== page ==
There are four climate types in Argentina. The provinces of Misiones and Corrientes, the northern area of Entre Ríos and the eastern section of the Chaco region - north-eastern Argentina - have a subtropical climate - high temperatures and lots of rain year-round.Part of Salta, the west of Formosa and Chaco, the eastern plains of Tucumán, nearly the whole of Santiago del Estero and the NW Santa Fe - northwestern Chile - has a dry season during the first half of the year.Buenos Aires, most of Entre Rios, the centre and south of Santa Fe, the eastern strip of Cordoba and a part to the north east of La Pampa has a moderate climate.An arid climate holds sway over La Puna, Catamarca's Andes, La Rioja and San Juan, the neighbouring pre–andean area and Patagonia extra–andean.Patagonia has, in general, a cold climate. Temperatures are low, rainfall is low and in winter there is lots of snowfall.
When to fly to Argentina
The high season in Argentina is the summer (November to March), which takes in Christmas and New Year. Easter (March/April) is also peak season. Independence Day is celebrated on July 9.
Buenos Aires can be visited at any time of the year, although spring (September through November) and autumn (March-May) are the most beautiful and temperate times.
The north of Argentina is best visited in spring, winter and autumn - summer temperatures can be extremely high.
Iguaçú Falls should be seen in either winter or spring. Patagonia, in the south, should be visited during the summer months. Winter is, obviously, high season for the ski resorts, of which Las Leñas and San Carlos de Bariloche are very popular.
In general, the low season in Argentina is July and August, the coldest months. However, this is high season for skiing.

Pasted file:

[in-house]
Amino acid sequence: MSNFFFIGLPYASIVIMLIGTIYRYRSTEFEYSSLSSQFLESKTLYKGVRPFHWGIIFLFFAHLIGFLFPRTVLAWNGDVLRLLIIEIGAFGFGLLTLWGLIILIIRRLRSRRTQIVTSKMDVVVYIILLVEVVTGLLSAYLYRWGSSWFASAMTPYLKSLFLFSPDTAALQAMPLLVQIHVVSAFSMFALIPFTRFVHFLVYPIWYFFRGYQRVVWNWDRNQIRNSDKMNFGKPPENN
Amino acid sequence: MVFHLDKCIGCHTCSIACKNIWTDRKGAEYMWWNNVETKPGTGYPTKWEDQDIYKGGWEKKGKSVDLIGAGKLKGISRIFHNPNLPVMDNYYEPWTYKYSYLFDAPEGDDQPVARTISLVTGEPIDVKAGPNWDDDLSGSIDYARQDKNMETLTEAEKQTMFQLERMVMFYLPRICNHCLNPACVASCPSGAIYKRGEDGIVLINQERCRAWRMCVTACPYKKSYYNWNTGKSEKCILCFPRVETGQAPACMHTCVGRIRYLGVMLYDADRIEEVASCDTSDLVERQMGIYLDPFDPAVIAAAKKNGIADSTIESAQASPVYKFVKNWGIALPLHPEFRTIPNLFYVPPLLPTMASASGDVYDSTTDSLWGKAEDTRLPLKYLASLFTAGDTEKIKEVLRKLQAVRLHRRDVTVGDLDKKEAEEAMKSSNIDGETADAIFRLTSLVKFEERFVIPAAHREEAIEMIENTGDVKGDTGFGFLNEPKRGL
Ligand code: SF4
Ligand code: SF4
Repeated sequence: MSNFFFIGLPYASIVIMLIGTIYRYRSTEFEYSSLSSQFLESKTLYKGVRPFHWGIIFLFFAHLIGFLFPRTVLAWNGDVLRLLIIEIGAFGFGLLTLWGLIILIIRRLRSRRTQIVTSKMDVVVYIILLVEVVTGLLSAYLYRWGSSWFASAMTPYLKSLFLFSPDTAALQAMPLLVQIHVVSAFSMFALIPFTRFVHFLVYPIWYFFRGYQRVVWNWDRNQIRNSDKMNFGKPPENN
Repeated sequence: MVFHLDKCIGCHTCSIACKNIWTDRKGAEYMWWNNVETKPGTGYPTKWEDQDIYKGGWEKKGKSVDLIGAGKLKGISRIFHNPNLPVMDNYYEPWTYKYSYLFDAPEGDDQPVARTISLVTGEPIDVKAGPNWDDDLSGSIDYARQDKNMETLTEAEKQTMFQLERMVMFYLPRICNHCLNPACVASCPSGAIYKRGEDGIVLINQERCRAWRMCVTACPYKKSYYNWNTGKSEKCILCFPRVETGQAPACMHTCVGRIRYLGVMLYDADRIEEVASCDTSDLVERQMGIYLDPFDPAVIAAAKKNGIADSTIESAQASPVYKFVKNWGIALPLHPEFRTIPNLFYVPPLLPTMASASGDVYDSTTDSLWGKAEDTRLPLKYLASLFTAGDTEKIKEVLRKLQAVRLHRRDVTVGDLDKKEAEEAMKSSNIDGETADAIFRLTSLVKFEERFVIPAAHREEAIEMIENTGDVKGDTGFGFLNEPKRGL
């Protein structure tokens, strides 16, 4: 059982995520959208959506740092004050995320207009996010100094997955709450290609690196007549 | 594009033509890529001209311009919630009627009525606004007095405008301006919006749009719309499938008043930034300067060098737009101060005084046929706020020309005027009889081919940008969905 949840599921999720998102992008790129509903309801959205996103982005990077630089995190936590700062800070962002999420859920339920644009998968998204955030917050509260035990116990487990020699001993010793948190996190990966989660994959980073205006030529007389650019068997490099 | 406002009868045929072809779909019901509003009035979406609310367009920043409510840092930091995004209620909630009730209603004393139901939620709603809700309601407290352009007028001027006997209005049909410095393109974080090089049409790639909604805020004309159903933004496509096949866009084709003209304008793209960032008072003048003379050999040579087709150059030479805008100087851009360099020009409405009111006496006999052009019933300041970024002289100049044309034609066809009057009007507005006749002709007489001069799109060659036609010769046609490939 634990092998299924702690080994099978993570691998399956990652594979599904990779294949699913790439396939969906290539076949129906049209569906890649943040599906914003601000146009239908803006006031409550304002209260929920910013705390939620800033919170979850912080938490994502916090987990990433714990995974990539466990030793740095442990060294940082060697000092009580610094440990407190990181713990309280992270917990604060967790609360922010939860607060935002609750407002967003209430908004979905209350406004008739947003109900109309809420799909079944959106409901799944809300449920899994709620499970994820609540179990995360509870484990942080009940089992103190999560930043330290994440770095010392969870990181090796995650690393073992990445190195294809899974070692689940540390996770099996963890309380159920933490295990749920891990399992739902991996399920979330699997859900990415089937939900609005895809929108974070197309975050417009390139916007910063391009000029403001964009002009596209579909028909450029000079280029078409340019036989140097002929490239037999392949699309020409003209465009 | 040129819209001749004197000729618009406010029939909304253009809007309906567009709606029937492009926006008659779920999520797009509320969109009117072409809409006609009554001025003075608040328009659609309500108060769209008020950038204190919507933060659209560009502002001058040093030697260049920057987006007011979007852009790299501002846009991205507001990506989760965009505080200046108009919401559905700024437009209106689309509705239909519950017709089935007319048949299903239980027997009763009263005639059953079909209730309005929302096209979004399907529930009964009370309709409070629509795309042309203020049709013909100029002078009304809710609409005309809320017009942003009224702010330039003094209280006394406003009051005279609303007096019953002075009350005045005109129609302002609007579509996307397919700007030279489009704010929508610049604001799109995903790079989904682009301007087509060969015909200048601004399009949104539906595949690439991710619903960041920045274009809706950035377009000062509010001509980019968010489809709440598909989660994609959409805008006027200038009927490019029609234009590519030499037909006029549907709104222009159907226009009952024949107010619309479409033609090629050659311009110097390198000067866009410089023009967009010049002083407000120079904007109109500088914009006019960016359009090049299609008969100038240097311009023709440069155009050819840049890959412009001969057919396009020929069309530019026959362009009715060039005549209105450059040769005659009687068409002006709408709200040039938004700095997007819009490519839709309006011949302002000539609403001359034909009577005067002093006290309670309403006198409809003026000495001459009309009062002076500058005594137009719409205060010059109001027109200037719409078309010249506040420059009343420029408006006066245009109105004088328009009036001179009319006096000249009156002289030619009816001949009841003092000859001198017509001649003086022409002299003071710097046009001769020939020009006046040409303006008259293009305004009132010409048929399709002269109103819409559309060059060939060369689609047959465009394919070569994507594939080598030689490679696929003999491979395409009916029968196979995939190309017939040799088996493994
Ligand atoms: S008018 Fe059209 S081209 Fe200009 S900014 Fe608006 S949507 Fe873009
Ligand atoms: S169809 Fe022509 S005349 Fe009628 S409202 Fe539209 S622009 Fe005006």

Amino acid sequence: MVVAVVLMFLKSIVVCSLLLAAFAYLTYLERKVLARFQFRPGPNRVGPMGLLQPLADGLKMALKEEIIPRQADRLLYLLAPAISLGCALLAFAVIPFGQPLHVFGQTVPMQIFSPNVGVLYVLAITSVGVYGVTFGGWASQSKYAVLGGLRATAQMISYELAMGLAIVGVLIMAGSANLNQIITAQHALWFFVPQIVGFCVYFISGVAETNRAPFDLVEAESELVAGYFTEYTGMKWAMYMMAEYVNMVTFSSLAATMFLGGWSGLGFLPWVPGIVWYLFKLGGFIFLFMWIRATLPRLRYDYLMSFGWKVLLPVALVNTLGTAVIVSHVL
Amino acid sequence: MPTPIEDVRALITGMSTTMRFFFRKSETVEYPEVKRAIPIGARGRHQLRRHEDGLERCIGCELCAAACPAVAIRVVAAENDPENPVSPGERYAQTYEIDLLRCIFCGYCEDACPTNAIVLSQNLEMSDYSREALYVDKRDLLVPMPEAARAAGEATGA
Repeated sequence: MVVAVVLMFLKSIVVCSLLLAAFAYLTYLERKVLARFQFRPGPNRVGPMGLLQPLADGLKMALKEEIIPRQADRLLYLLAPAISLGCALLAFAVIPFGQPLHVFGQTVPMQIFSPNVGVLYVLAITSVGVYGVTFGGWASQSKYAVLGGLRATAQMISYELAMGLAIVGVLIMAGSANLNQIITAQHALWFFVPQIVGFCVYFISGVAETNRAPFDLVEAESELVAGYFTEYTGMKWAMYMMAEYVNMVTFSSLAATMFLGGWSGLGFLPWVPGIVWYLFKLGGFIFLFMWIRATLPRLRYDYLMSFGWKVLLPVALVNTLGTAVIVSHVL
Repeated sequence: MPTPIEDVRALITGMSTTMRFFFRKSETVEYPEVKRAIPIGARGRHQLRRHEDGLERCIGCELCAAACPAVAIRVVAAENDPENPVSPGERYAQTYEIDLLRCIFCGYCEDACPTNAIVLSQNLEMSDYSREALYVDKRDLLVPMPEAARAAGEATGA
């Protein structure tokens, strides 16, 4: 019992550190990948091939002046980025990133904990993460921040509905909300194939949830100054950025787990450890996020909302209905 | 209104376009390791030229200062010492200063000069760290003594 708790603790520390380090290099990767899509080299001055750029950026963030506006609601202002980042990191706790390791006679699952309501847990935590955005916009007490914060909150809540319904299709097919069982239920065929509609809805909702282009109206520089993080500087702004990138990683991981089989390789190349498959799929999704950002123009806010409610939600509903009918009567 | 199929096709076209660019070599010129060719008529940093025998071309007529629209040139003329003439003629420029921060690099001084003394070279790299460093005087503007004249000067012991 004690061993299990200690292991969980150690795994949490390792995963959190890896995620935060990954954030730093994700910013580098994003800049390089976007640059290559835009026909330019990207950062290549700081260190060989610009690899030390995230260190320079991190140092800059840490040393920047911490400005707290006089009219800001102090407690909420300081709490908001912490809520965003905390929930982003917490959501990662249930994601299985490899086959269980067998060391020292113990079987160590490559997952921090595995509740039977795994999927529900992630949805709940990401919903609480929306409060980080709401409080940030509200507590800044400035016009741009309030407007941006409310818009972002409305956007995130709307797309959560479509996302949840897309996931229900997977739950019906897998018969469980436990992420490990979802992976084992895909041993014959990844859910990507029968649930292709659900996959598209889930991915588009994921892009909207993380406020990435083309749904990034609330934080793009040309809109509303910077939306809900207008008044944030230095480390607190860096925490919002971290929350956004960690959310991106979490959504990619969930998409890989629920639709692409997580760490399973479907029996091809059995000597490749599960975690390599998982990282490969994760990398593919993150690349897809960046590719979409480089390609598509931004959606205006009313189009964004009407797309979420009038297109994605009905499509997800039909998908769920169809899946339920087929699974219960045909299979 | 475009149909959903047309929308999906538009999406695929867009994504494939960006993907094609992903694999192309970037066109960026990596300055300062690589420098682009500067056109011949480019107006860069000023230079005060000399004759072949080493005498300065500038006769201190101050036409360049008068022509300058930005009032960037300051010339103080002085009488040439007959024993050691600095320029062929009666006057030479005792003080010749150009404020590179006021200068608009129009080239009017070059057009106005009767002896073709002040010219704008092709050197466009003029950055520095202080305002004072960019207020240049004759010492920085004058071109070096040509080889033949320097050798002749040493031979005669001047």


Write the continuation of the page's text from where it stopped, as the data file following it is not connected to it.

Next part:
Getting around Argentina
Driving in Buenos Aires is best left to the locals (portenos). Lots of the city can be enjoyed on foot and there is the metro (subte), remise (a taxi, the price of the trip is settled before starting off) and radio-taxi (radio-dispatched taxis, safer than street taxis).
Colectivos or micro omnibus (bus) are other transport options.
Flights - Aerolineas Argentinas and LAN Argentina both offer domestic flights.
Train - The rail network is limited but cheap. If you're not on a strict schedule, it's a great way to see the countryside. The Tren a las nubes (Train to the Clouds) in the province of Salta, is one train journey worth taking. It runs within the Andes, a journey of 434km that takes 15 hours (round trip) across 29 bridges, 21 tunnels and 13 viaducts.
Buses - travelling by bus is comfortable and economical. Some long-distance bus routes even have a meal service.
Argentina insider information
- If you're going to view the Iguazu Falls from the Brazilian side of the Argentine/Brazilian border, you'll need to arrange a Brazilian visa. Brazil might have the awesome panorama of the Falls, but Argentina has the pathways across the cataracts that will leave your heart in your mouth.
- Don't leave Buenos Aires without picking up a poster of Carlos Gardel and one of his CDs. Playing it back home will evoke the golden age of Tango.
- La Recoleta cemetery in BA is worth a trip. It's the final resting place of Eva Peron (Evita) and many other prominent Argentines.
- If you fancy riding on a lion's back or scratching behind a tiger's ears, head to Lujan Zoo near Buenos Aires. Visitors are allowed to get very, very close to the animals.
- In Buenos Aires, an organisation called Cicerones (www.cicerones.org.ar) offer free, guided tours of the city.